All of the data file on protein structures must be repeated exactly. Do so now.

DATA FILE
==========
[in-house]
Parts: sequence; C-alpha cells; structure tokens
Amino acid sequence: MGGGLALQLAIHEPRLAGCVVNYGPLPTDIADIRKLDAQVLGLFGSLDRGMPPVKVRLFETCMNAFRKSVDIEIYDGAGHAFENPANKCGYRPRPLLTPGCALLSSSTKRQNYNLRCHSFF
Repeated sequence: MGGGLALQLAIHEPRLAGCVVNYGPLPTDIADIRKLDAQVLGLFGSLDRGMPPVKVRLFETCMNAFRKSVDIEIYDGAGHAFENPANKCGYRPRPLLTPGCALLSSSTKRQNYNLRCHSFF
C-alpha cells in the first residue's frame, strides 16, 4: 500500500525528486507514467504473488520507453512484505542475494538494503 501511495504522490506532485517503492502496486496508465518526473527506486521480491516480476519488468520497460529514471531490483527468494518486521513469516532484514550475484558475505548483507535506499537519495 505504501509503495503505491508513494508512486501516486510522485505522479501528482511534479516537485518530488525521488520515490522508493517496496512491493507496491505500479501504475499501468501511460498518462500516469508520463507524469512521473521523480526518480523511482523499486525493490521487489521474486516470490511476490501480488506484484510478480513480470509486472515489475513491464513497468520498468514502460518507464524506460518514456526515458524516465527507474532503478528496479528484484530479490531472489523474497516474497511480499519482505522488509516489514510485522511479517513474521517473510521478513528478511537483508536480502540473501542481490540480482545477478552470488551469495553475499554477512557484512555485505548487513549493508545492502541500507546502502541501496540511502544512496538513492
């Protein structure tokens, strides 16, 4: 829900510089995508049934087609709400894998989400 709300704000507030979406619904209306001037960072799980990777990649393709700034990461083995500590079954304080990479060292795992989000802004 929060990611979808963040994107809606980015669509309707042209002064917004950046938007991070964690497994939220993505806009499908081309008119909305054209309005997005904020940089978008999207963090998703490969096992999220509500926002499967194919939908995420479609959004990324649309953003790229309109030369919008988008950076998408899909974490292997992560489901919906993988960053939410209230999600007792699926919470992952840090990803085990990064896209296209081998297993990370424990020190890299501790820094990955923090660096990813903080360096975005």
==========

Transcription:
[in-house]
Parts: sequence; C-alpha cells; structure tokens
Amino acid sequence: MGGGLALQLAIHEPRLAGCVVNYGPLPTDIADIRKLDAQVLGLFGSLDRGMPPVKVRLFETCMNAFRKSVDIEIYDGAGHAFENPANKCGYRPRPLLTPGCALLSSSTKRQNYNLRCHSFF
Repeated sequence: MGGGLALQLAIHEPRLAGCVVNYGPLPTDIADIRKLDAQVLGLFGSLDRGMPPVKVRLFETCMNAFRKSVDIEIYDGAGHAFENPANKCGYRPRPLLTPGCALLSSSTKRQNYNLRCHSFF
C-alpha cells in the first residue's frame, strides 16, 4: 500500500525528486507514467504473488520507453512484505542475494538494503 501511495504522490506532485517503492502496486496508465518526473527506486521480491516480476519488468520497460529514471531490483527468494518486521513469516532484514550475484558475505548483507535506499537519495 505504501509503495503505491508513494508512486501516486510522485505522479501528482511534479516537485518530488525521488520515490522508493517496496512491493507496491505500479501504475499501468501511460498518462500516469508520463507524469512521473521523480526518480523511482523499486525493490521487489521474486516470490511476490501480488506484484510478480513480470509486472515489475513491464513497468520498468514502460518507464524506460518514456526515458524516465527507474532503478528496479528484484530479490531472489523474497516474497511480499519482505522488509516489514510485522511479517513474521517473510521478513528478511537483508536480502540473501542481490540480482545477478552470488551469495553475499554477512557484512555485505548487513549493508545492502541500507546502502541501496540511502544512496538513492
């Protein structure tokens, strides 16, 4: 829900510089995508049934087609709400894998989400 709300704000507030979406619904209306001037960072799980990777990649393709700034990461083995500590079954304080990479060292795992989000802004 929060990611979808963040994107809606980015669509309707042209002064917004950046938007991070964690497994939220993505806009499908081309008119909305054209309005997005904020940089978008999207963090998703490969096992999220509500926002499967194919939908995420479609959004990324649309953003790229309109030369919008988008950076998408899909974490292997992560489901919906993988960053939410209230999600007792699926919470992952840090990803085990990064896209296209081998297993990370424990020190890299501790820094990955923090660096990813903080360096975005």